However, the level of investment has dropped on last year, where related party revenues comprised half of Amazon Australia’s total revenue, showing the local business is beginning to rely less on its parent company’s income.
Revenue from third-party sellers, which refers to Amazon’s marketplace business, jumped to $126 million. The retailer has also seen a successful uptake of its Prime subscription service, which provides free shipping along with access to various TV shows and movies, with revenue nearly tripling to $90 million for the year.
However, despite the surge in sales, the business still reported a loss for the year as expenses rose in tandem with sales. Amazon Australia’s net loss for the year came in at $3.8 million, a minor improvement on 2019’s $4.7 million loss. The company paid $18.3 million in income taxes.
Amazon spent more on marketing in 2020 and also spent nearly $100 million on short-term employee benefits. The cost of professional fees paid by the business also nearly tripled to $60 million.
The company’s status as a billion-dollar company will likely ruffle the feathers of other major Australian online retailers who have been dismissive of the business’ slow start in the region.
The retailer has been slowly but steadily improving its foothold in the local retail industry, announcing last year it was building a mammoth 200,000 square metre robotic fulfilment centre in Sydney’s west, which the company said would double its fulfilment capacity in Australia.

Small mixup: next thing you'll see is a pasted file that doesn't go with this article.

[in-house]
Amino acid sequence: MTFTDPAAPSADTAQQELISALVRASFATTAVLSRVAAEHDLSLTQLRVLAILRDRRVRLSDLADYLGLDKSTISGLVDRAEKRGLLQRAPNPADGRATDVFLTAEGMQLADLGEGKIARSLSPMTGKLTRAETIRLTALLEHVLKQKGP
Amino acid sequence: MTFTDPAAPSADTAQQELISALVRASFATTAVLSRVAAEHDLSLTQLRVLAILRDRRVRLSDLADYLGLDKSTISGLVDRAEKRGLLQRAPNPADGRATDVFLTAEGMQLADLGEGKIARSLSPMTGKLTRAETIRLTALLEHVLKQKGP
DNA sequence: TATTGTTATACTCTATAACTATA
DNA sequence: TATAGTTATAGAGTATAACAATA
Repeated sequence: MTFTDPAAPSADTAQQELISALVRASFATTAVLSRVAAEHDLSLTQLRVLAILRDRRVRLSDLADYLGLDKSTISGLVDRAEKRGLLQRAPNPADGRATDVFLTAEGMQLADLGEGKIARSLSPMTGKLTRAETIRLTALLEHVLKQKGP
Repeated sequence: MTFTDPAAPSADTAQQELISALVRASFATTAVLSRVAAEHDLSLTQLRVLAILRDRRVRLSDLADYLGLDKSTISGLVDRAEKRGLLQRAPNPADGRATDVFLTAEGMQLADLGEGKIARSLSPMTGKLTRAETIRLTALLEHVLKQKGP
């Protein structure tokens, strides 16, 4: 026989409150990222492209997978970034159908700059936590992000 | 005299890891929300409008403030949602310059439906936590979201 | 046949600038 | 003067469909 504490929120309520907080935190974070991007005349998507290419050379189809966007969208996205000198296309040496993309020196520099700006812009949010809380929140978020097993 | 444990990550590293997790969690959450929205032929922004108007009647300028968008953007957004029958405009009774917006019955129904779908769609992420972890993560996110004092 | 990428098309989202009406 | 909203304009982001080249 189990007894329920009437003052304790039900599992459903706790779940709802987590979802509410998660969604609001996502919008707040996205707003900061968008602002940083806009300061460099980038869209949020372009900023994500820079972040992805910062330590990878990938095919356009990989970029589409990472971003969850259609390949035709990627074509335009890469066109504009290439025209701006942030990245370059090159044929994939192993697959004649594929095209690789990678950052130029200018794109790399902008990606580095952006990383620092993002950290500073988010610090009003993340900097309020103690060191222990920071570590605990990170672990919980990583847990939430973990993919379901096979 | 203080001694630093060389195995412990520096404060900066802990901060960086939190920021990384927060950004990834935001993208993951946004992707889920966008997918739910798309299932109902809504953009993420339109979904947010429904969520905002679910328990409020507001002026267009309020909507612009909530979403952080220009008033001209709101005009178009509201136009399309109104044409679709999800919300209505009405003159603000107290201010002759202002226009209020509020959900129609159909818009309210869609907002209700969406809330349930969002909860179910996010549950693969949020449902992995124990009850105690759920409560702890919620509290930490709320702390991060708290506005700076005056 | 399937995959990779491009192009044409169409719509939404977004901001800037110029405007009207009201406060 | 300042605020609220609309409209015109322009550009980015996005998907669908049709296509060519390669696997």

Last year also marked the first full year at the helm for Amazon’s new country manager Matt Furlong. Total executive remuneration for the year came in at $1.8 million.
“Over the past year, our focus has remained on the health and safety of our people, helping customers stay home and safe by delivering products directly to their door, and supporting local communities and selling partners during this challenging time,” a spokesperson said.
Amazon’s US parent entity recently reported its fourth-quarter sales of $US125.6 billion ($163 billion), a 44 per cent rise on the same quarter in 2019. It also announced that founder and chief executive Jeff Bezos would be stepping down, handing the reins over to long-term executive Andy Jassy.
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Dominic Powell writes about the retail industry for the Sydney Morning Herald and The Age.